Then something changes.
Suddenly I can feel with a terrifying surreal-ness everything that ties my body back to a person I worked so hard to no longer become. Every nerve goes numb in an effort not to feel while my mind pinpoints every incomplete part of an identity I am fighting to legitimize in my own self.
My breath catches in my throat, a cold spell right out of the pages of a childhood book with cloaked rotting hands takes hold of my body, and shaking is all I can do as I stare off into space. I’ve been told at this point that it appears I have left even my body behind. I am still there, I have just closed off everything but the sections of my mind fixated on every wrong, mistake, hurt, and flaw I try to forget.
The words “I’m sorry” slip from my lips like a prayer. I am begging forgiveness for not being complete enough to give myself to you. You never needed to see the pain of a body stuck in a world that demands something more. You never would have known this pain and I grieve for the lost happiness I could have given you had this cold not gripped my throat so unexpectedly.
Your voice gently echoes in my mind as you tell me it’s ok, that you knew this about me that you signed up for all my baggage when you signed up for me.
It may not show, but these words will calm part of the storm I am struggling to navigate.
I wrestle enough control from the phantom inhabiting my chest to want to come back to you.
I begin digging into my arm, not in an attempt to hurt myself, but in an attempt to feel again. If I can feel, I can come back. I am trying to scratch away the shell that keeps me from you. But should you worry, lover, then take my hands in yours and press your calm soul deep into the palms of my hands. Push out the dark energy consuming my spirit and replace it with the rhythm of gentle waves and soft winds carrying fall to our lips.
As you feel the tension ease from my blood my eyes will finally meet yours and the apology for my troublesome body will again cross to your ears.
My blood, empty of all feeling, will calm and the shaking will commence. I will rest into your arms and recover from battle as your fingers brush through my hair.
You may be scared for me, worried, tired, or even frustrated, and for that I am truly sorry. Though it is not my fault that these attacks are a part of life, I still wish for you not to go through the fight with me. Because no matter how determined you are that you should be with me in my fight, you are still going to get hurt along the way.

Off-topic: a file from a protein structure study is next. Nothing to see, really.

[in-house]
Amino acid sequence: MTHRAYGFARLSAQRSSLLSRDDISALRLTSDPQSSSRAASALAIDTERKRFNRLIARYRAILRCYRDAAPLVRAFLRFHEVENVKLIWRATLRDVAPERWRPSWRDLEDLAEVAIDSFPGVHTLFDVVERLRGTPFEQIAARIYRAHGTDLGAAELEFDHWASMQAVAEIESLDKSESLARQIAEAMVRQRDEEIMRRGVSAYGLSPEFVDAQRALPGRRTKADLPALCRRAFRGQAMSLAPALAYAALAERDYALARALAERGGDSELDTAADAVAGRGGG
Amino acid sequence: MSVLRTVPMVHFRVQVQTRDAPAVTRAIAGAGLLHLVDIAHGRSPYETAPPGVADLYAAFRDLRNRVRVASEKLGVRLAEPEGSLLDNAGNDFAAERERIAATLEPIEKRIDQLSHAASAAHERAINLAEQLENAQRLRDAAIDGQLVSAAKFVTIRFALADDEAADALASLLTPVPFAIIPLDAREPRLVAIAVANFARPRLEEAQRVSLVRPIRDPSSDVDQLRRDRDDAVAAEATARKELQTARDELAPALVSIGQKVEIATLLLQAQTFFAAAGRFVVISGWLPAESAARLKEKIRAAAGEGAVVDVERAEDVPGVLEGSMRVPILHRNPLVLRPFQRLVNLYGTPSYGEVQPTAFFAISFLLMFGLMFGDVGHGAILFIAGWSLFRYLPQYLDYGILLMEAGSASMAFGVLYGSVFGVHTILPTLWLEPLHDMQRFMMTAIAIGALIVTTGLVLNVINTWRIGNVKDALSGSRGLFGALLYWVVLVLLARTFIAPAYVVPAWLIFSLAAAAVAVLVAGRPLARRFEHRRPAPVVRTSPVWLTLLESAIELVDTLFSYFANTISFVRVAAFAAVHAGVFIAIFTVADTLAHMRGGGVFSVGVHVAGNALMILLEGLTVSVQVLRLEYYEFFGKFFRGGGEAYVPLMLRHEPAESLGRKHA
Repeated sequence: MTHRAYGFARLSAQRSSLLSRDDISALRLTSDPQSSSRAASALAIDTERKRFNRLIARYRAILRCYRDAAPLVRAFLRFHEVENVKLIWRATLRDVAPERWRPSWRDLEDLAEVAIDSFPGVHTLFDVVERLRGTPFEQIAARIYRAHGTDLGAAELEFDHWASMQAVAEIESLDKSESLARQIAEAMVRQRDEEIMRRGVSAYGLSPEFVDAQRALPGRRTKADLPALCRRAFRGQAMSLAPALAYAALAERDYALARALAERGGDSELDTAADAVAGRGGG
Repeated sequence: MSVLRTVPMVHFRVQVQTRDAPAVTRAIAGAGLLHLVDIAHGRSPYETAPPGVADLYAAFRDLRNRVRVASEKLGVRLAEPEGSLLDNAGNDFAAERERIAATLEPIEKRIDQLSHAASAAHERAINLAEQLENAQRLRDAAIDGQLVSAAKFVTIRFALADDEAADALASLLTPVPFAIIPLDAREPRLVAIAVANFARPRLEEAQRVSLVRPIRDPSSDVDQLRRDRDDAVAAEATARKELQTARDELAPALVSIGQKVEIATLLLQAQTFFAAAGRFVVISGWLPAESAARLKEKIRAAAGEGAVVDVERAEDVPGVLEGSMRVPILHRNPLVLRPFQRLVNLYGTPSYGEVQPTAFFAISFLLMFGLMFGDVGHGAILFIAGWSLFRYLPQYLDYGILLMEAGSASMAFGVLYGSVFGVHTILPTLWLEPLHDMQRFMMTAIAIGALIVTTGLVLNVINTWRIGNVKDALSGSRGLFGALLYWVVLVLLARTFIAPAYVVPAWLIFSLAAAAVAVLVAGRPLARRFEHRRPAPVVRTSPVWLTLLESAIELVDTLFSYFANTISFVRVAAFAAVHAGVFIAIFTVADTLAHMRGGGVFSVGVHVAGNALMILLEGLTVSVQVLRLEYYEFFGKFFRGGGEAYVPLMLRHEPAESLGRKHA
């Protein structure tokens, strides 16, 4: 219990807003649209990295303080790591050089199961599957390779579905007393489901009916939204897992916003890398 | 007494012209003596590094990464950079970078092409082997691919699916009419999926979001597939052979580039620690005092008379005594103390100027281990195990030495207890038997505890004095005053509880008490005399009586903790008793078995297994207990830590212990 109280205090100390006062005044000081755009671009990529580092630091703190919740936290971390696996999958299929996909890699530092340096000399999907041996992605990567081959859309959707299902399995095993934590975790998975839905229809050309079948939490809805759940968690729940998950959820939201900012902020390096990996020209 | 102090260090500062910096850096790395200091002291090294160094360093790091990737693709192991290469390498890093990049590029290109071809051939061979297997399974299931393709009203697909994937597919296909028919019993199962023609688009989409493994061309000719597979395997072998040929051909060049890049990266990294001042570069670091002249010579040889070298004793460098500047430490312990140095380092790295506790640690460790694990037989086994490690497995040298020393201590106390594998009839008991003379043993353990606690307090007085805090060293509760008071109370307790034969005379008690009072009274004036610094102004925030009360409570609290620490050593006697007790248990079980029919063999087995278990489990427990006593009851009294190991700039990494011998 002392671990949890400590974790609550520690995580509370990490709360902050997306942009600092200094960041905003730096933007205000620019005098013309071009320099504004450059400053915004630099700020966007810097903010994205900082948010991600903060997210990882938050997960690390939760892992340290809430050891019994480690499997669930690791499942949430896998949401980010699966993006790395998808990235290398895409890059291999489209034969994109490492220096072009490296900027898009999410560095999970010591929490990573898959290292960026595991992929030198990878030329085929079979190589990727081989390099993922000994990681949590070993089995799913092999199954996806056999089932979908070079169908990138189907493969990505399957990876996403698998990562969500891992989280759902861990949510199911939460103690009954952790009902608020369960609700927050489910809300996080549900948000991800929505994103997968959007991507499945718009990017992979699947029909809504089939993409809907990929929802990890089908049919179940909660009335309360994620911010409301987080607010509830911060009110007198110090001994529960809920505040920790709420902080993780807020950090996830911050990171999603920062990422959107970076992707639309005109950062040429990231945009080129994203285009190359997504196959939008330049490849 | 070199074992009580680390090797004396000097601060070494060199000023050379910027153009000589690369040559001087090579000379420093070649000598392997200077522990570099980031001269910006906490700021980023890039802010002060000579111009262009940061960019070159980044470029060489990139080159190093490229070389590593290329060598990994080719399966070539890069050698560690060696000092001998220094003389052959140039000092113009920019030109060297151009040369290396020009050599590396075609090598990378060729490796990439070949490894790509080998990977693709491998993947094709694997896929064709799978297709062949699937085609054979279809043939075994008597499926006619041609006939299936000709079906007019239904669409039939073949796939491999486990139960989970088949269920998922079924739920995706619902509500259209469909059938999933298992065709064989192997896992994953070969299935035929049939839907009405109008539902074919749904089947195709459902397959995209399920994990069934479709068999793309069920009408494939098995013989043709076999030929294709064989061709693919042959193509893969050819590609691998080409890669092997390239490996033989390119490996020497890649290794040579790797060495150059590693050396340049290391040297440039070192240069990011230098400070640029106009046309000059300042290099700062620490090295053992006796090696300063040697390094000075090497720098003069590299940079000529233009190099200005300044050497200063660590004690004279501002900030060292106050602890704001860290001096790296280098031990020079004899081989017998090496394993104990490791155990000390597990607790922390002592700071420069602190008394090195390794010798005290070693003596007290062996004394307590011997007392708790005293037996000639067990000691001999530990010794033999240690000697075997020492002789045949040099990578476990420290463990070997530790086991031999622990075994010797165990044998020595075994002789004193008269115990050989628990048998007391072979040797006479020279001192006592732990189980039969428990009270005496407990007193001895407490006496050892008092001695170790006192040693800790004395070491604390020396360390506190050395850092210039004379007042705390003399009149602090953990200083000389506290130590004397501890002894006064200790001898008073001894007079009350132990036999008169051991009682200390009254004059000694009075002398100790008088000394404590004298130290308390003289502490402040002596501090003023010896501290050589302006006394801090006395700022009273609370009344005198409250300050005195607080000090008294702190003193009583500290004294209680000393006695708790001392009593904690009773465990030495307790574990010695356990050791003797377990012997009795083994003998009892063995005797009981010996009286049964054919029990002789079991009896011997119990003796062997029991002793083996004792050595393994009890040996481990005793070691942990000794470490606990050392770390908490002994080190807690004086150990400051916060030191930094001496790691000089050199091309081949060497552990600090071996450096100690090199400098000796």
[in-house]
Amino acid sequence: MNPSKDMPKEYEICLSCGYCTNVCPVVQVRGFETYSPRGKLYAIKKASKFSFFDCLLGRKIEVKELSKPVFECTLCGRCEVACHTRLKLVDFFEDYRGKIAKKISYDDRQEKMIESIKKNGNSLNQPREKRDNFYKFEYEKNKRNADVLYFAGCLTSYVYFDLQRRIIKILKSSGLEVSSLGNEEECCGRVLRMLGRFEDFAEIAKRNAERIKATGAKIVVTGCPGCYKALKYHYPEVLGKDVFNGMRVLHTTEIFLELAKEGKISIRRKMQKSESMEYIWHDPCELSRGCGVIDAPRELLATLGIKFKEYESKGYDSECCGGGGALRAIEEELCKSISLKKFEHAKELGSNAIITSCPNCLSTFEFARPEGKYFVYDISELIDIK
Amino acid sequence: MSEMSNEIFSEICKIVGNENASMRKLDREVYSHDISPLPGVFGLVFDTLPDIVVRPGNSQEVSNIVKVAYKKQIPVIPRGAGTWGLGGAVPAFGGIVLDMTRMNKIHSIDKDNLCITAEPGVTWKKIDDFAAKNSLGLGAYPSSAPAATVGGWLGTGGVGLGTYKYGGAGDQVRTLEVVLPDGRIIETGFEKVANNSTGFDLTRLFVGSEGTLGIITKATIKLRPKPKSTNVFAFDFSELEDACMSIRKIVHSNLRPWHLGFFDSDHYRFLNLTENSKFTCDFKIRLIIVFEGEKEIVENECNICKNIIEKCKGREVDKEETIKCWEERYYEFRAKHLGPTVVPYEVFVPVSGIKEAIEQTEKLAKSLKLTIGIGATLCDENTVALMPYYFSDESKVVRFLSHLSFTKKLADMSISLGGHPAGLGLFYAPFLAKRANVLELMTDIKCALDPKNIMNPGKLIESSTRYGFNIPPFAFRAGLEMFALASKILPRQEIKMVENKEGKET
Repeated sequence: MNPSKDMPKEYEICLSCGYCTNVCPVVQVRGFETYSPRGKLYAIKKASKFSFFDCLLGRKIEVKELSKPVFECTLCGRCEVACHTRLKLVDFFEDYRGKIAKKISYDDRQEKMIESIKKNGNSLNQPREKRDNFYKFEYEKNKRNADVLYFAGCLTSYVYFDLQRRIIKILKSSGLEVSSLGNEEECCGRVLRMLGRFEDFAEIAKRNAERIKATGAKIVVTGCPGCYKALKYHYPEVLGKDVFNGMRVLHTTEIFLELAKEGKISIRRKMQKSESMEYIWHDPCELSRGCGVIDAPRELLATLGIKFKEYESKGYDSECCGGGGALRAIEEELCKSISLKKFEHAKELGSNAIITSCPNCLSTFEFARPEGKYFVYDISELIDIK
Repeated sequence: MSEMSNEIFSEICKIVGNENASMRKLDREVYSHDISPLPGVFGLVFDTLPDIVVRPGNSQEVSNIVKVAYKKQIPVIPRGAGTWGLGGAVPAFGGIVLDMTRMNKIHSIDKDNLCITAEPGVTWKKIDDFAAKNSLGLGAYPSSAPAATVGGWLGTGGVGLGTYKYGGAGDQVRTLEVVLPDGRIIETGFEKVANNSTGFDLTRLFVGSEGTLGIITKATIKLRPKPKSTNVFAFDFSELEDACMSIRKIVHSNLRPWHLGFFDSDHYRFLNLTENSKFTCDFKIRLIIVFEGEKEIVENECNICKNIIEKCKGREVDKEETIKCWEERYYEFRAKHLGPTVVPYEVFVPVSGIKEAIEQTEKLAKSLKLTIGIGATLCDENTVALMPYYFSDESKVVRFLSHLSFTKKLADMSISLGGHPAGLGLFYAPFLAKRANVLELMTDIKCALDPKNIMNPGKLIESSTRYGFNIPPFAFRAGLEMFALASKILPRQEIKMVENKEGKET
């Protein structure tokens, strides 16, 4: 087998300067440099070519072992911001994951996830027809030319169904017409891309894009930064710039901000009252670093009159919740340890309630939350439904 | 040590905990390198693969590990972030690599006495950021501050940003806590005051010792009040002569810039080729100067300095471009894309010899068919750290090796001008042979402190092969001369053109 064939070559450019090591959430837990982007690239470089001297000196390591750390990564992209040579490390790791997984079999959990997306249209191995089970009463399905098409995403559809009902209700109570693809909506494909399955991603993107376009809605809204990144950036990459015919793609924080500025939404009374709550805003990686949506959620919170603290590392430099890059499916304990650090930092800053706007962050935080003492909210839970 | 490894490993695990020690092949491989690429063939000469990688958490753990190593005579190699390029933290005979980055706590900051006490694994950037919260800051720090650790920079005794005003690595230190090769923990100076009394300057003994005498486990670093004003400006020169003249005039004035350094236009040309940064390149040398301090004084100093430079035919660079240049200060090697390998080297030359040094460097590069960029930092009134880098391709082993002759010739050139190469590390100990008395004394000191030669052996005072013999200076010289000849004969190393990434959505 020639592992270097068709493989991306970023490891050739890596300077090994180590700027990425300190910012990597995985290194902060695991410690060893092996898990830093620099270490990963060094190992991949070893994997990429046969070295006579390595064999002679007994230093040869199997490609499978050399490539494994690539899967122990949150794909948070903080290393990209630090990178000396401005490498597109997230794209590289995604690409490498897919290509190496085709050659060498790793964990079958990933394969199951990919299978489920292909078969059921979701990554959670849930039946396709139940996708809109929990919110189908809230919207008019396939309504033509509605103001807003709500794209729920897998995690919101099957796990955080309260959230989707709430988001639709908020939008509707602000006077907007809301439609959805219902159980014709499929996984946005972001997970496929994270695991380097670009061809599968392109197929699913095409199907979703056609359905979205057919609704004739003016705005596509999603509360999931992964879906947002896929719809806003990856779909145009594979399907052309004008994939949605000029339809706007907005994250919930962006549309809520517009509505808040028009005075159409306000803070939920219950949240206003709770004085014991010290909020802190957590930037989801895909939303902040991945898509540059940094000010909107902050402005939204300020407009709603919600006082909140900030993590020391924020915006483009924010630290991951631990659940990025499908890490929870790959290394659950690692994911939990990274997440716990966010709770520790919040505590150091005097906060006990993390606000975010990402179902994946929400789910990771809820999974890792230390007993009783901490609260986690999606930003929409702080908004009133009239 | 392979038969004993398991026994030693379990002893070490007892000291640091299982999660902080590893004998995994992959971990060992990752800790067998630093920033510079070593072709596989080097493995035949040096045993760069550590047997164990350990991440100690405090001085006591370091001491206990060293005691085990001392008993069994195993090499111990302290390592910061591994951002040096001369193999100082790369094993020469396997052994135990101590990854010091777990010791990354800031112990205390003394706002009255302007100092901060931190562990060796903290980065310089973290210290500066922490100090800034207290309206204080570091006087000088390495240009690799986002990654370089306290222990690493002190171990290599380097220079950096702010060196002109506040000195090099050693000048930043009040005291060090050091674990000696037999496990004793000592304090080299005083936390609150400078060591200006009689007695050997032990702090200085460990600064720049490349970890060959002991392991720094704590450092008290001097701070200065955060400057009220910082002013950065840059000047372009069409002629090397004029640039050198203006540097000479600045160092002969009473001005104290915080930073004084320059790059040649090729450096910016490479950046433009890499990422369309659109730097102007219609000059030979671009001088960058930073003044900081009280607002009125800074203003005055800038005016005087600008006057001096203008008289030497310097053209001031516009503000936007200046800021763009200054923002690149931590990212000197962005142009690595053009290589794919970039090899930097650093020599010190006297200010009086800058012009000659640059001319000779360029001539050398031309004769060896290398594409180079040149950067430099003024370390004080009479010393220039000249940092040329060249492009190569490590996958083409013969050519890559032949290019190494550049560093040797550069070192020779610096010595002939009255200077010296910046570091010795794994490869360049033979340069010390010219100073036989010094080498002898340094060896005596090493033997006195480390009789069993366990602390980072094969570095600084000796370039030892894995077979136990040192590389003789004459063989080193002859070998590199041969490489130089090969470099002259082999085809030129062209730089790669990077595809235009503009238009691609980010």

With this look into my mind, you are probably asking how you can prevent me from falling.
Falling is inevitable, it is a part of life for everyone. But there are ways to make it happen less.
As a man who crosses the gender divide, my body is slightly unusual, and my body parts may have names that do not match your elementary biology qualifications for that word. But what are words other than what we construct them to be? Why can’t we construct our own meanings for those words?
Please join me in my private rebellion against the binary view of society by giving our vocabulary the freedom to describe us all.
Please don’t treat me as though I am fragile, like a glass sheet about to crack under the slightest pressure. Treating me as fragile reminds me just how fragile I can be. Also where does all the passion go when you’re worry keeps you from getting lost in the moment?
Leave gender roles at the door with me. There is no code telling us what we have to do. If we want to fix the car while baking brownies together, who is to get in our way other than ourselves?
Saying “I’d never been with a girl before” when you’re referencing our relationship implies that I am still a girl in your eyes. Our parts look similar, but our genders lie on different points of the spectrum.
Remember that whether my clothes lie on the ground or still hide some of me, I am not hiding from you.
When in doubt, pay attention to my body language. My heart has never rested solely on my sleeve and will get you the status update you need.
And finally, the love you show to me I will show to you in return. Come as you are and I will give you no mask or façade. Come without the fears placed upon us by a society demanding perfection and we will create our own idea of beauty. That idea will light itself in our darkest moments and remind us that without pain we would never understand joy.
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This article originally appeared on Boxers and Binders.
Photo by http://Wix.com/palla200/